Joseph Smith's Translation Seer Stone
Mormons publish photos of ‘seer stone’ used by Joseph Smith
August 4, 2015
SALT LAKE CITY — The Mormon church for the first time is publishing
photos of a small sacred stone it believes founder Joseph Smith used to
help translate the story that became the basis of the religion.
The pictures of the smooth, brown, egg-sized rock are part of a new
book that also contains photos of the first printer’s manuscript of the
Book of Mormon. Officials with The Church of Jesus Christ of Latter-day
Saints unveiled it Tuesday at a news conference in Salt Lake City.
It’s the religion’s latest step in a push to be more transparent about
its history and tenets. The church’s effort in recent years to be more
open about its past was triggered by the religion’s increasing
prominence as its membership tripled over the past three decades to 15
million worldwide today. Questions emerged about the burgeoning faith,
with some criticizing it for being secretive about its beliefs and
Mormons believe that 185 years ago, Smith found gold plates engraved
with writing in ancient Egyptian in upstate New York. They say that God
helped him translate the text using the stone and other tools, which
became known as the Book of Mormon.
The pictures in the new book show different angles of a stone that is
dark brown with lighter brown swirls, the size and shape of an egg. The
photos also show a weathered leather pouch where the stone was stored
that is believed to be made by one of Joseph Smith’s wives, Emma Smith.
The church has always possessed the stone, which was transported across
the country during Mormon pioneers’ trek from Illinois to Utah in the
mid-1800s, but it decided to publish the photos now to allow people who
prefer visuals to words to better understand the religion’s roots, said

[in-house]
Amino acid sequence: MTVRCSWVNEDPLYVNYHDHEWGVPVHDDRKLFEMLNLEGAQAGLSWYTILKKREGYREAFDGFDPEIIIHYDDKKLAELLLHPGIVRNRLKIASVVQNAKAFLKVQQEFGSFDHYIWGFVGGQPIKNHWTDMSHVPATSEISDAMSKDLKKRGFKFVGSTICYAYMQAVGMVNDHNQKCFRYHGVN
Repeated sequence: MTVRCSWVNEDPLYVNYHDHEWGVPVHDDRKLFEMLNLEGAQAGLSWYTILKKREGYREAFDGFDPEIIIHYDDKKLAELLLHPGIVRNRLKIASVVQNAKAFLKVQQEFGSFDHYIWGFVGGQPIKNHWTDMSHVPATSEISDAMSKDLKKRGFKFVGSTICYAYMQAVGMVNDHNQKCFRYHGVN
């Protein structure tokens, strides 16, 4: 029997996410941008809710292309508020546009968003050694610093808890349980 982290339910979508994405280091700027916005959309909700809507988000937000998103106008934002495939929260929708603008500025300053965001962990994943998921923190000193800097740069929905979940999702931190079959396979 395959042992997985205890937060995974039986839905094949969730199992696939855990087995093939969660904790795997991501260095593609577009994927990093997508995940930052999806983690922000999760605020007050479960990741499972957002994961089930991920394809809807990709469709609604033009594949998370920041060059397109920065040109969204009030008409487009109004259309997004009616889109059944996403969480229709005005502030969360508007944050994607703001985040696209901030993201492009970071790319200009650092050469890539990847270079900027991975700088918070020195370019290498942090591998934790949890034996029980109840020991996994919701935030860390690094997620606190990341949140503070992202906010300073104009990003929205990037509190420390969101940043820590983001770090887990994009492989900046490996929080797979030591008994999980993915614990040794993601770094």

Richard Turley, assistant church historian. The stone will remain in
“The picture brings a kind of tangibility to something that has been
previously been talked about just in words,” Turley said. “That helps
people connect with the past. We’ve discovered that artifacts and
historical sites are a way to give a sense of reality to things that
are otherwise somewhat ethereal.”
The church has been releasing books containing historical documents
that shed light on how Smith formed the church. The religion also has
issued a series of in-depth articles that explain or clarify some of
the more sensitive parts of its history that it once sidestepped, such
as the faith’s past ban on black men in the lay clergy and its early
history of polygamy.
The ubiquitous use of the Internet today, and accompanying searches
about the faith’s roots, tenets and beliefs, have also played a factor
in the church’s decision to open more of its vault.
“The Internet brings both challenge and opportunities,” said Steve E.
Snow, church historian. “We’re grateful for the opportunity to share
much of collection through the use of the Internet.”
Joseph Smith's Translation Seer Stone
Joseph Smith the glass looker arrest record
The Isaac Hale Affidavit: Father-In-Law of Joseph Smith
The details of this
miraculous method of translation are still not fully known. Yet we do
have a few precious insights. David Whitmer wrote: “Joseph Smith would
put the seer stone into a hat, and put his face in the hat, drawing it
closely around his face to exclude the light; and in the darkness the
spiritual light would shine. A piece of something resembling parchment
would appear, and on that appeared the writing. One character at a time
would appear, and under it was the interpretation in English. Brother
Joseph would read off the English to Oliver Cowdery, who was his
principal scribe, and when it was written down and repeated to Brother
Joseph to see if it was correct, then it would disappear, and another
character with the interpretation would appear. Thus the Book of Mormon
was translated by the gift and power of God, and not by any power of
man.” (David Whitmer, An Address to All Believers in Christ, Richmond,
Mo.: n.p., 1887, p. 12.) A Treasured Testament, By Elder Russell M.
Nelson of the Quorum of the Twelve Apostles, June 25, 1992. Reprinted
in Ensign - July 1993.
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